Reading Around the Histories of Leeds

  • by Antony Ramm, Local and Family History, Central Library

In a nutshell, historiography is the history of history” – and because everything has a history (both objectively and subjectively), everything also has a history of those histories: that is, a historiography.

Leeds is no different. In fact, in some ways, Leeds is more blessed than many other English urban locales by the breadth and depth of its historiography; equally, in other ways, it is less well-served (and those distinctions are themselves a kind of historiographical analysis). “More blessed” because, for example, in the work of Ralph Thoresby we have one of the earliest provincial histories; “less well-served” because, as is becoming increasingly clear, we lack a properly modern and comprehensive account of Leeds’ social diversity, especially across the key periods of the 19th and 20th-centuries.

Such thoughts sparked one of our most recent ventures in the Local and Family History library: a discussion group based around readings in some of the key writings on Leeds’ past. This book group with a difference – the difference being that attendees select a theme at the end of the session; the Librarian then finds suitable material from the selections available in the department to cover that subject, all to be read in time for the next meeting one month away – started during our recent programme of Library Fest events, and has continued into the first quarter of 2017.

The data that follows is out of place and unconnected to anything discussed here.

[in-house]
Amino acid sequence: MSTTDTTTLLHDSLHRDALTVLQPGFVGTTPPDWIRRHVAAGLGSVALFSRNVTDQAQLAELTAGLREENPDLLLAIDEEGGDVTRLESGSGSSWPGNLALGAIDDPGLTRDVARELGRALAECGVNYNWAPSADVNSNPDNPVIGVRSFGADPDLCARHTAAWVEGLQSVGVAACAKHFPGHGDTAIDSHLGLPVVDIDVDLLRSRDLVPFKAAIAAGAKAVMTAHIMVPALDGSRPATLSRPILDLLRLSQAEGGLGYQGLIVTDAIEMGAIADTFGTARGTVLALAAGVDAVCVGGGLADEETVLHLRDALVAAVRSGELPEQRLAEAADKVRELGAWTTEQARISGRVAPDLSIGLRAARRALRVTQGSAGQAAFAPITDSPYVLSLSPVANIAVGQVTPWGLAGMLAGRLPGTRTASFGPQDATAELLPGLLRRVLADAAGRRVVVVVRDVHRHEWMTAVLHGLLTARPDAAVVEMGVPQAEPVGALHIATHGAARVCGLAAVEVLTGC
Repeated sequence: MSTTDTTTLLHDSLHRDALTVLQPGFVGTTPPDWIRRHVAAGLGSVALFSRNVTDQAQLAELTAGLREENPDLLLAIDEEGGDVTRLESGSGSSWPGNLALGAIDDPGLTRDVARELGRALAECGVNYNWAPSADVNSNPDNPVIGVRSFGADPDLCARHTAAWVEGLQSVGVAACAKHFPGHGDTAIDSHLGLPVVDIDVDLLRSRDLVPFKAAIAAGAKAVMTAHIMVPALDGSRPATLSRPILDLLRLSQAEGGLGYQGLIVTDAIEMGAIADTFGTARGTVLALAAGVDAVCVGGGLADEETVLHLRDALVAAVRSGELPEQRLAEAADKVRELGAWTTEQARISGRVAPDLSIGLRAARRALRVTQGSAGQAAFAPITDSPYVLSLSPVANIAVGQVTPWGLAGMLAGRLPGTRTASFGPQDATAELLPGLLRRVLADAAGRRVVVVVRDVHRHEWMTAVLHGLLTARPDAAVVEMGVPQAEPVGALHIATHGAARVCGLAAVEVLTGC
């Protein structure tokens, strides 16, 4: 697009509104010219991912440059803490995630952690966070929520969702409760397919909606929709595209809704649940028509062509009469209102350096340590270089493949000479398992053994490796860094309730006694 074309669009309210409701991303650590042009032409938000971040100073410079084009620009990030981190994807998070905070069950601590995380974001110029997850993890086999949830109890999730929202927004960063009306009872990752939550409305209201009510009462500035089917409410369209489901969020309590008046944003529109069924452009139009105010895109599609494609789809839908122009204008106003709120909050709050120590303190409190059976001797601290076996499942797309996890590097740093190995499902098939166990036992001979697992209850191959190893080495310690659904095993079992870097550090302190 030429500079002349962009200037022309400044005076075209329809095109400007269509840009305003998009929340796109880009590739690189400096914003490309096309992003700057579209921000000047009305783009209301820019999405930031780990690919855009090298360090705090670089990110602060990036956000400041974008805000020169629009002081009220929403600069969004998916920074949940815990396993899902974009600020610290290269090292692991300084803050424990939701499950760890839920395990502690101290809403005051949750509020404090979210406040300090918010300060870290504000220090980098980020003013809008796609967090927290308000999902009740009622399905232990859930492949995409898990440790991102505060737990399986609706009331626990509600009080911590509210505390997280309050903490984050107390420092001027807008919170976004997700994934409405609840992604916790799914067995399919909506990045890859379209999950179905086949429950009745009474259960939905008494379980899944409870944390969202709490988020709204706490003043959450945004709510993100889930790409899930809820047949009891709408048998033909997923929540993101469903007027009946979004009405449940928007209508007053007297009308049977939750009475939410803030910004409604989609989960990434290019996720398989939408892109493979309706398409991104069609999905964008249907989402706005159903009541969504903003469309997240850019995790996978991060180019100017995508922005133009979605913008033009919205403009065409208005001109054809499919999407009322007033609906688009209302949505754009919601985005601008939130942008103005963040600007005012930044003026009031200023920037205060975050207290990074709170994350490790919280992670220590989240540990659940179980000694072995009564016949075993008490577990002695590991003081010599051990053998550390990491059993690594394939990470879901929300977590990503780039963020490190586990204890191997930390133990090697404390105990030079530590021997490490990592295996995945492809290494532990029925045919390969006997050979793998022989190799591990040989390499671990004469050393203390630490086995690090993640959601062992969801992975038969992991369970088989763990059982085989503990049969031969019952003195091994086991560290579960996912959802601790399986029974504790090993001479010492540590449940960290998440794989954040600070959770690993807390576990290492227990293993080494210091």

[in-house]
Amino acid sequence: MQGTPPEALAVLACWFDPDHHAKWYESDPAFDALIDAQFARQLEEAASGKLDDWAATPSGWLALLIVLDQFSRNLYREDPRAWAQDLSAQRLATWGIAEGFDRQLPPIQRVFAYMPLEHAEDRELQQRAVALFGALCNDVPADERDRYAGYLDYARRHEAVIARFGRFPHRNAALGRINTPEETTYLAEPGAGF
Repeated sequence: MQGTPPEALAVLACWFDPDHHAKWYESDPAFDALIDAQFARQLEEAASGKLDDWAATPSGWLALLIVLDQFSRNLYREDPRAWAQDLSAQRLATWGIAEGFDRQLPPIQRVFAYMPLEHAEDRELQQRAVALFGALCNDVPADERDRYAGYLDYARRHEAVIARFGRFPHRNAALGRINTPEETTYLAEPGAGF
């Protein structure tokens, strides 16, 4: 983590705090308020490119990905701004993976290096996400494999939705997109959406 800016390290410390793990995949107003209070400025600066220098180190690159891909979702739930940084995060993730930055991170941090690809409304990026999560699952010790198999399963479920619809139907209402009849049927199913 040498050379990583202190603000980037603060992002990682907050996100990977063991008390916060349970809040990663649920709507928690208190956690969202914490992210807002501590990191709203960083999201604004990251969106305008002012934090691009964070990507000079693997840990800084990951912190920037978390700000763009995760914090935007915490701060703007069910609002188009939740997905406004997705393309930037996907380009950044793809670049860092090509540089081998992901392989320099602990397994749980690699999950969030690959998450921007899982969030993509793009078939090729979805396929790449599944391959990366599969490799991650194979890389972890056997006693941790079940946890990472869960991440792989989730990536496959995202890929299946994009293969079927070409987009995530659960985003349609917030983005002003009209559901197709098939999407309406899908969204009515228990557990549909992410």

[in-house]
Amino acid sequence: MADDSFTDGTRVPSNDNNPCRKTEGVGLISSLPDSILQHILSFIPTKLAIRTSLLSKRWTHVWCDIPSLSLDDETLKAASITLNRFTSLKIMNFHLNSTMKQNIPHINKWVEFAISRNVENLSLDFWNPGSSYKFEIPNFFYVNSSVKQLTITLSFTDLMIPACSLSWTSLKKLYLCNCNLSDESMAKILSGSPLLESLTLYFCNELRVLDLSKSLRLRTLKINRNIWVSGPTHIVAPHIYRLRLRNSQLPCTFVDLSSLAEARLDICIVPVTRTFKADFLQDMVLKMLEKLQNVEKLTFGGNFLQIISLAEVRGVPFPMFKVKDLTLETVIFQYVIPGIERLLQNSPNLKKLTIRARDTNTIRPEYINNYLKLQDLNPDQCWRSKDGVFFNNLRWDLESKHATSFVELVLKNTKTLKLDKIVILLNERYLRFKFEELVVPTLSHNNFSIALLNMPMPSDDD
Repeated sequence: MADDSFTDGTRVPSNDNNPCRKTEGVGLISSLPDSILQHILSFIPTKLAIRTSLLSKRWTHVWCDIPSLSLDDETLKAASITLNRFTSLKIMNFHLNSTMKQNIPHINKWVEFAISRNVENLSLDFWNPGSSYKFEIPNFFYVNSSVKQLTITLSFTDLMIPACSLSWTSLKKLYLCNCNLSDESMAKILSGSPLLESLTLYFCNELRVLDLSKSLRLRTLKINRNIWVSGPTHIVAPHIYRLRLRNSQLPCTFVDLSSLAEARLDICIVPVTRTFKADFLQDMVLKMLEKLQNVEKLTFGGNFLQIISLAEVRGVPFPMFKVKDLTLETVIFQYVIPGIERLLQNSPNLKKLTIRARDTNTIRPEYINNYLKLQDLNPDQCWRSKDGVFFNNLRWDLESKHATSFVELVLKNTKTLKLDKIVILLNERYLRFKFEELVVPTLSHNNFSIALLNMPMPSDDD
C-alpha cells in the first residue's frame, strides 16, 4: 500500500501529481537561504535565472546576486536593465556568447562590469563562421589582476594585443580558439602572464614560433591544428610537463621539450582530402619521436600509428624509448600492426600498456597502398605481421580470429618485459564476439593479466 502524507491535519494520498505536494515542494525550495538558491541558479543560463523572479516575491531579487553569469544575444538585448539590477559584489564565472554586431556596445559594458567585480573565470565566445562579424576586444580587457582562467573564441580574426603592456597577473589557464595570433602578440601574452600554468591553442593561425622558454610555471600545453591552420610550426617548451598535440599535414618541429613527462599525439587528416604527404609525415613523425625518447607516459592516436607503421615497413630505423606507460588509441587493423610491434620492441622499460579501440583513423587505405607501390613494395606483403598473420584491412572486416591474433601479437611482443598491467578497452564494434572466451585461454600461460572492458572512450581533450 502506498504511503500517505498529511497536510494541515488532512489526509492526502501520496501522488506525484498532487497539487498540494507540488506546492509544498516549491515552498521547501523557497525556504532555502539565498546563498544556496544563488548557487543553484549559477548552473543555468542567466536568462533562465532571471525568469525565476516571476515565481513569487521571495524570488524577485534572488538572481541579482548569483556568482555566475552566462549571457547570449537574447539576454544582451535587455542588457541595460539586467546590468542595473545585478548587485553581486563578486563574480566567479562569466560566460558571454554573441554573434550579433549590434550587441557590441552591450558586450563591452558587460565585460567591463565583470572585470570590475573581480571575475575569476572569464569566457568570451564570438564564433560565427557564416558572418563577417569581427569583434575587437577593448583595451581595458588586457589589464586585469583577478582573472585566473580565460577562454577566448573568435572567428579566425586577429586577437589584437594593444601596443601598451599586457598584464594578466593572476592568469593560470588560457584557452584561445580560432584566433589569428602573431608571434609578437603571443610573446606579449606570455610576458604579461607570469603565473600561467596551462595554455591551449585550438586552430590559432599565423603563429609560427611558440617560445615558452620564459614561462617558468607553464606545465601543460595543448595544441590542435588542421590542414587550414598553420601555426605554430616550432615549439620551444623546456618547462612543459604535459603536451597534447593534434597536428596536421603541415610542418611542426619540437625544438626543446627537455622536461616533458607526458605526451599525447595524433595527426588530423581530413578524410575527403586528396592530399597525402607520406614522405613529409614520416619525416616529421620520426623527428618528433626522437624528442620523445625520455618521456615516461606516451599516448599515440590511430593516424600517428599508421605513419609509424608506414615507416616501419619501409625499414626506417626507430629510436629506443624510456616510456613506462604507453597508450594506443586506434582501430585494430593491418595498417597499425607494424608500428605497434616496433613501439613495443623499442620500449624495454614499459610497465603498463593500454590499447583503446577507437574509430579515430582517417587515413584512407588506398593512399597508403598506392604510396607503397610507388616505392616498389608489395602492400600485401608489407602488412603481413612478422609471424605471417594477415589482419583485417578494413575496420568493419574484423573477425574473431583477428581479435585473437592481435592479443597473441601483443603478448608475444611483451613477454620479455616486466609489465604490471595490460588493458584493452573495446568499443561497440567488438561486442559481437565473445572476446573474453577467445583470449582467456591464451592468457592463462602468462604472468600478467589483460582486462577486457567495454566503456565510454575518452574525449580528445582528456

The first session, back in February, saw us gaining a thorough grounding in the general histories of Leeds, from the aforementioned Thoresby through Edmund Bogg on pre-Norman Conquest Leeds, Edward Parsons on the Medieval period, Percy Robinson on Kirkstall Abbey and Adel Church, J.S. Fletcher on the 17th-century, Steven Burt & Kevin Grady on the Georgian period, W.R. Mitchell on the Industrial Revolution, David Thornton on Victorian Leeds and, finally, Michael Meadowcroft’s chapter on aspects of 20th-century local government in the post-World War I city, which can be found in A History of Modern Leeds (1980; ed., Derek Fraser).

For that first meeting, our intrepid readers were asked to contribute their thoughts on the extracts and authors they had encountered (many for the first time). Here is one such response to the material:

Of course, such reading only scratched the surface of the voluminous histories of Leeds – the many hundreds of articles in the Publications of the Thoresby Society, the monographs on specific aspects of the 18th and 19th-centuries – in particular, Maurice Beresford on urbanisation, R.G. Wilson on merchants in the 1700s and both E.P. Hennock and Derek Fraser on aspects of Victorian local politics – and several biographies of key figures, among them Thoresby himself.